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ALGEBRA
Systems of linear equations
:: Cramer’s rule, using the determinant to solve systems of linear equations
Solving system of two equations in two unknowns using Cramer's rule

A system of two equations in two unknowns, the solution to a system by Cramer’s rule (use of determinants). the solution to the system Example:  Solve given system of linear equations using Cramer’s rule. Solving system of three equations in three unknowns using Cramer's rule A determinant of rank n can be evaluated by expanding to its cofactors of rank n - 1, along any row or column taking into account the scheme of the signs. Example:   The determinant of rank n = 3, Method of expanding a determinant of a rank n by cofactors, example

Property of a determinant: The value of a determinant will not change by adding multiples of any column or row to any other column or row. This way created are zero entries that simplify subsequent calculations.

 Example:  An application of the method of expanding a determinant to cofactors to evaluate the determinant of the rank four. Added is third to the second colon. Then, the second row multiplied by -3 is added to the first row. The obtained determinant is then expanded to its cofactors along the second colon: The first colon multiplied by -1 is added to the third colon. The obtained determinant is then expanded along the third colon.
Absolute value equations
::  Solving absolute value equations

To solve an absolute value equation, isolate the absolute value on one side of the equation, and use the definition of absolute value.

 The absolute value of a real number a, denoted | a |, is the number without its sign and represents the distance between 0 (the origin) and that number on the real number line. Thus, regardless of the value of a number a its absolute value is always either positive or zero, never negative that is,  | a | > 0.
 Example:     | 1 - 2x | = 17 Solution:        1 - 2x = 17                             or                      1 - 2 x = - 17 2 x = - 16                                                          2x = 18 x = - 8                                                              x = 9 The solutions to the given equation are x = - 8 and x = 9.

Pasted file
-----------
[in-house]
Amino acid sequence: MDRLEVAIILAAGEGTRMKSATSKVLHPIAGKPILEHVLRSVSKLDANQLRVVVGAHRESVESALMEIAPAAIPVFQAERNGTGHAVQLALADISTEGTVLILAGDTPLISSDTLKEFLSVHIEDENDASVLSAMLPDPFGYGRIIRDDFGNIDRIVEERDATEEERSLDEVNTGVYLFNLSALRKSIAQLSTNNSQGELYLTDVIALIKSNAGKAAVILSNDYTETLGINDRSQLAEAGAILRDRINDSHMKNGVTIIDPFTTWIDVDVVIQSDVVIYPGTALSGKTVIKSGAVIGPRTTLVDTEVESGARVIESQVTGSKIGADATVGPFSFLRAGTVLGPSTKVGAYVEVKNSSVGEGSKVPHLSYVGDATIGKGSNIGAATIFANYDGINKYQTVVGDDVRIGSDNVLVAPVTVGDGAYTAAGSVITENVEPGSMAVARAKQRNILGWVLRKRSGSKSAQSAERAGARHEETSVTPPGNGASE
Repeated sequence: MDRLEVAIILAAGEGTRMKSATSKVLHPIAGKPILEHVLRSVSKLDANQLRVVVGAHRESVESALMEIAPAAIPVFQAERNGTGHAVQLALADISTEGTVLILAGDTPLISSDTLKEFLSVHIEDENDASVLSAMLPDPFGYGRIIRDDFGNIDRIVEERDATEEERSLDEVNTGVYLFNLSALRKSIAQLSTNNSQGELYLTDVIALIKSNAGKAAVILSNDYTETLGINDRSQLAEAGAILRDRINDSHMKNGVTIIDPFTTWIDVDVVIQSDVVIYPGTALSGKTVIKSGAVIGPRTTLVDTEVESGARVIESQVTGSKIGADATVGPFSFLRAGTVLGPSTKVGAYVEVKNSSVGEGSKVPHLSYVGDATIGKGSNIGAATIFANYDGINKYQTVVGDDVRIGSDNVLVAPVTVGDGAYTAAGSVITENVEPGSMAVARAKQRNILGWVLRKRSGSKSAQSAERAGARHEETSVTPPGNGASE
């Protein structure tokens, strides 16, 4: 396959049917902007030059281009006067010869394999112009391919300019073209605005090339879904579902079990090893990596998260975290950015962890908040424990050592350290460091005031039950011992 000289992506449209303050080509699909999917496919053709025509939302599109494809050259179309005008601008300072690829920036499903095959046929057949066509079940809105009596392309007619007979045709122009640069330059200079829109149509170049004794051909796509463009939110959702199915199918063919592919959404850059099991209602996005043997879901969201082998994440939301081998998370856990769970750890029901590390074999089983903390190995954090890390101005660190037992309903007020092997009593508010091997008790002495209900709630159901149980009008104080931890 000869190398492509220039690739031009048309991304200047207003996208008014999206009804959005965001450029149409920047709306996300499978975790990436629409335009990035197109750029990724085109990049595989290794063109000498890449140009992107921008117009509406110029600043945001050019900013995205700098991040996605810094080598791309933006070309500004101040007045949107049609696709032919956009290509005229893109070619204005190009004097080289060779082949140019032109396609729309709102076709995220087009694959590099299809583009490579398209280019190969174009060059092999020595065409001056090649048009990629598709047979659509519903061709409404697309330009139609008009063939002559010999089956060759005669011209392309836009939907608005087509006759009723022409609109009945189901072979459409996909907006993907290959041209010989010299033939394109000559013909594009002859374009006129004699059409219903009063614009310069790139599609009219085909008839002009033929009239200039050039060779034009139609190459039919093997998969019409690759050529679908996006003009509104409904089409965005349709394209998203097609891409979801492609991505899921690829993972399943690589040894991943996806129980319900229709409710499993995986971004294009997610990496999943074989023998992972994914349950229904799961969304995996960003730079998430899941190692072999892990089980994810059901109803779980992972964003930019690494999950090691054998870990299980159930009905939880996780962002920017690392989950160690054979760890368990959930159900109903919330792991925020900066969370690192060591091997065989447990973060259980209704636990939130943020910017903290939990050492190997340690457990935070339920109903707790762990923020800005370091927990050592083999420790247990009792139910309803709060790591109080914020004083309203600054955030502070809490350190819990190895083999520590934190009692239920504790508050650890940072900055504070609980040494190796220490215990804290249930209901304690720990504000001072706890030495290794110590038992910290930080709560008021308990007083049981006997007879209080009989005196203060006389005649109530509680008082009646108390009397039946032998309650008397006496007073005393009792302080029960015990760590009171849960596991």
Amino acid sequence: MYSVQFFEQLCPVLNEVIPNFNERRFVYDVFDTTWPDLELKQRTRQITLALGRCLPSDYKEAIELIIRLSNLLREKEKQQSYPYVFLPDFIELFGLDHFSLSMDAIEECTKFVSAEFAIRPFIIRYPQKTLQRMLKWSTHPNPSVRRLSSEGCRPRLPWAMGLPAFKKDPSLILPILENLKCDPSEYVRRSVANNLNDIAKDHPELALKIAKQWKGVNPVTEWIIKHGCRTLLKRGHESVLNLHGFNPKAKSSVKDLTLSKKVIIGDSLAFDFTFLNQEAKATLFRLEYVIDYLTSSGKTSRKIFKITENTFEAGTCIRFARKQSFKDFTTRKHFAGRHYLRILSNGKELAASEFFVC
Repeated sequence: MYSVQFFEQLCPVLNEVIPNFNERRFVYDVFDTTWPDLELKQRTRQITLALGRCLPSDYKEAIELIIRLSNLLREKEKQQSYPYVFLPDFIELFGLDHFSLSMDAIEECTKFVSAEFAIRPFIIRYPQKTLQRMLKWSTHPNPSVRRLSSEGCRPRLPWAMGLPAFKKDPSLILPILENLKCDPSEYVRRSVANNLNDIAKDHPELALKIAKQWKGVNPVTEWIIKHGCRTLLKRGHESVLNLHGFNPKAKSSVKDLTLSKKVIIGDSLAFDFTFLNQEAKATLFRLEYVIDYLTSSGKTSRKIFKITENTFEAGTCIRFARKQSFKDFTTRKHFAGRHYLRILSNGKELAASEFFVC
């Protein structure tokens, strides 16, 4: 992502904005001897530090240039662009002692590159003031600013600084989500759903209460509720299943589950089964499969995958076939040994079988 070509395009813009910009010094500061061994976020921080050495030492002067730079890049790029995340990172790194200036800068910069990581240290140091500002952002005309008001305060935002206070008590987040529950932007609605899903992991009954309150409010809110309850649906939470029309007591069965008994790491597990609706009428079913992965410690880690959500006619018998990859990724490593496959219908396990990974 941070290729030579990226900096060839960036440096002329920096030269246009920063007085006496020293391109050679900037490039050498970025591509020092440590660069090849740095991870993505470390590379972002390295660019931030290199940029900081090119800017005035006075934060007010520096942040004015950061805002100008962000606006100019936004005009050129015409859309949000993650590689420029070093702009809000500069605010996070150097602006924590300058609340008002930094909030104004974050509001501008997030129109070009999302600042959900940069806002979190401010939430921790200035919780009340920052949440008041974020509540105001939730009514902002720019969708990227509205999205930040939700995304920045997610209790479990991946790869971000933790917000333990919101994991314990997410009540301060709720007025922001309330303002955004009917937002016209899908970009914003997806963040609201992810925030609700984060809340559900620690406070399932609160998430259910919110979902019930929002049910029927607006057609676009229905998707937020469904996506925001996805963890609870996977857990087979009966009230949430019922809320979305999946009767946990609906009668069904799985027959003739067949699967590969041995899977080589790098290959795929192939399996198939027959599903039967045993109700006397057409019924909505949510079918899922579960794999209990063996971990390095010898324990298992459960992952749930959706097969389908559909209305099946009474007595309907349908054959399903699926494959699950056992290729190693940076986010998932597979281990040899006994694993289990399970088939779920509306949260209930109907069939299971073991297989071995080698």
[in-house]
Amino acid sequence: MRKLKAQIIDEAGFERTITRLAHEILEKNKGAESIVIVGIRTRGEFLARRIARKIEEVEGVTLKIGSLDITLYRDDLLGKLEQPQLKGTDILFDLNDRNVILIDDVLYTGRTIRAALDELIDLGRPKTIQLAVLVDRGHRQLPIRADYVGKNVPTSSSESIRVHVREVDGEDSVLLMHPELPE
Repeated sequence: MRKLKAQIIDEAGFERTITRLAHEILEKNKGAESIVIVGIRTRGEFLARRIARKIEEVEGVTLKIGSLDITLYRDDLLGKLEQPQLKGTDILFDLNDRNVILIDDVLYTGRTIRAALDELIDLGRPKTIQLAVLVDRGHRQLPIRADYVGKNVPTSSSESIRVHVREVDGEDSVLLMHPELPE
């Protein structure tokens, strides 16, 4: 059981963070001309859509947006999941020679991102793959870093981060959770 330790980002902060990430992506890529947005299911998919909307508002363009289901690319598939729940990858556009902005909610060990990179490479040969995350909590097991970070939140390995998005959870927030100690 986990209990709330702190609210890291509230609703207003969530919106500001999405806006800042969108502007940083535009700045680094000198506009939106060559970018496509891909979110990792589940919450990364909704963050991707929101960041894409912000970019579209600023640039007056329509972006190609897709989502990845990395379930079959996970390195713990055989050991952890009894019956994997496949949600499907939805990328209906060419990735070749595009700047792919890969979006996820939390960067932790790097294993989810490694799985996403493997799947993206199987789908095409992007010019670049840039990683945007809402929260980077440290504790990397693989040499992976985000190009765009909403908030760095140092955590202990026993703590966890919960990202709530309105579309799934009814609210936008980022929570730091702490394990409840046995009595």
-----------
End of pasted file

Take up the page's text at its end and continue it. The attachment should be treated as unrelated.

Example:     | x + 2 | = | 2x - 5 | Solution:   As both sides of the equation contain absolute values the only way the two sides are equal is, the two quantities inside the absolute value bars are equal or equal but with opposite signs. x + 2 = 2x - 5                             or                      x + 2 = - (2 x - 5) x - 2x = - 5 - 2                                                     x + 2 = - 2 x + 5 -x = - 7                                                                 3x = 3 x = 7                                                                     x = 1 Check solutions:      x = 7   =>    | x + 2 | = | 2x - 5 |,            x = 1   =>    | x + 2 | = | 2x - 5 | | 7 + 2 | = | 2 · 7 - 5 |                              | 1 + 2 | = | 2 · 1 - 5 | 9 = 9                                                      3 = | -3 | Therefore, the solutions to the given equation are  x = 7 and  x = 1.
Inequalities
 :: Linear inequality Solving inequalities:  The solutions to an inequality are all values of x that make the inequality true. Usually the answer is a range of values of x that we plot on a number line. Multiplying or dividing both sides of an inequality by the same negative number, the sense of the inequality changes, i.e., it reverses the direction of the inequality sign.
Example:     3(x - 2) > - 2(1- x)
 Solution:        3x - 6 > -2 + 2x x > 4 the interval notation (4, oo)

The open interval  (4, oo) contains all real numbers between given endpoints, where round parentheses indicate exclusion of endpoints.

 Example: Solution:    - 4x + 9 - 3x < 6 - 5 + 5x the interval notation - 12x < - 8
x > 2/3

The half-closed (or half-open) interval contains all real numbers between given endpoints, where the square bracket indicates inclusion of the endpoint 2/3 and round parenthesis indicates exclusion of infinity.

 :: Compound or double inequalities Use the same procedure to solve a compound inequality as for solving single inequalities.
Example:      - 4 < 2(x - 3) < 5

Solution:  We want the x alone as middle term and only constants in the two outer terms. Remember, while simplifying given compound inequality, the operations that we apply to a middle term we should also do to the both left and right side of the inequality.

- 4 < 2(x - 3) < 5 | ¸ 2  the interval notation    Contents A